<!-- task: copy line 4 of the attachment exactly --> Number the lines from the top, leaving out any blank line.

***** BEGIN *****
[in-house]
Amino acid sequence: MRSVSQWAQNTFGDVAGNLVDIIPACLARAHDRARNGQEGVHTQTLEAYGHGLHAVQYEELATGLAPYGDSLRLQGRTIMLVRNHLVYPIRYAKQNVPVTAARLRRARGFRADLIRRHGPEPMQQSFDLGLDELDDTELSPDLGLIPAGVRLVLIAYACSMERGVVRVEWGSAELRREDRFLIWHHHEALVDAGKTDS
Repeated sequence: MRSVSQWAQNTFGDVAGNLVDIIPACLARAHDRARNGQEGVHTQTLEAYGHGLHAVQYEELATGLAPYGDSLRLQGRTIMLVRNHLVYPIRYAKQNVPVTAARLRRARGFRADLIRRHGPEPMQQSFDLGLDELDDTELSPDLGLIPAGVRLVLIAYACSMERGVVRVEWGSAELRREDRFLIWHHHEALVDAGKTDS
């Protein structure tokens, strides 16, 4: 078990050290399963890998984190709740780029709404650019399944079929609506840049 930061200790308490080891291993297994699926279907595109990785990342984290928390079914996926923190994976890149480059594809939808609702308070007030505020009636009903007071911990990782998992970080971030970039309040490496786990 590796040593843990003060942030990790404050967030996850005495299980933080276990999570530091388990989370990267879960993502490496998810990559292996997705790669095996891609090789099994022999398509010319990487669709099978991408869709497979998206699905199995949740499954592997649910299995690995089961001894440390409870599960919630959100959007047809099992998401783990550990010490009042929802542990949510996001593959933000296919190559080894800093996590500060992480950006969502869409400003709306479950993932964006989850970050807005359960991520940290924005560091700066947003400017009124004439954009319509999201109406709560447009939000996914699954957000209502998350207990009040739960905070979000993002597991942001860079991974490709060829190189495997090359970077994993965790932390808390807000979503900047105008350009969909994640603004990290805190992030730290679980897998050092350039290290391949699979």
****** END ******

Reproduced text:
């Protein structure tokens, strides 16, 4: 078990050290399963890998984190709740780029709404650019399944079929609506840049 930061200790308490080891291993297994699926279907595109990785990342984290928390079914996926923190994976890149480059594809939808609702308070007030505020009636009903007071911990990782998992970080971030970039309040490496786990 590796040593843990003060942030990790404050967030996850005495299980933080276990999570530091388990989370990267879960993502490496998810990559292996997705790669095996891609090789099994022999398509010319990487669709099978991408869709497979998206699905199995949740499954592997649910299995690995089961001894440390409870599960919630959100959007047809099992998401783990550990010490009042929802542990949510996001593959933000296919190559080894800093996590500060992480950006969502869409400003709306479950993932964006989850970050807005359960991520940290924005560091700066947003400017009124004439954009319509999201109406709560447009939000996914699954957000209502998350207990009040739960905070979000993002597991942001860079991974490709060829190189495997090359970077994993965790932390808390807000979503900047105008350009969909994640603004990290805190992030730290679980897998050092350039290290391949699979």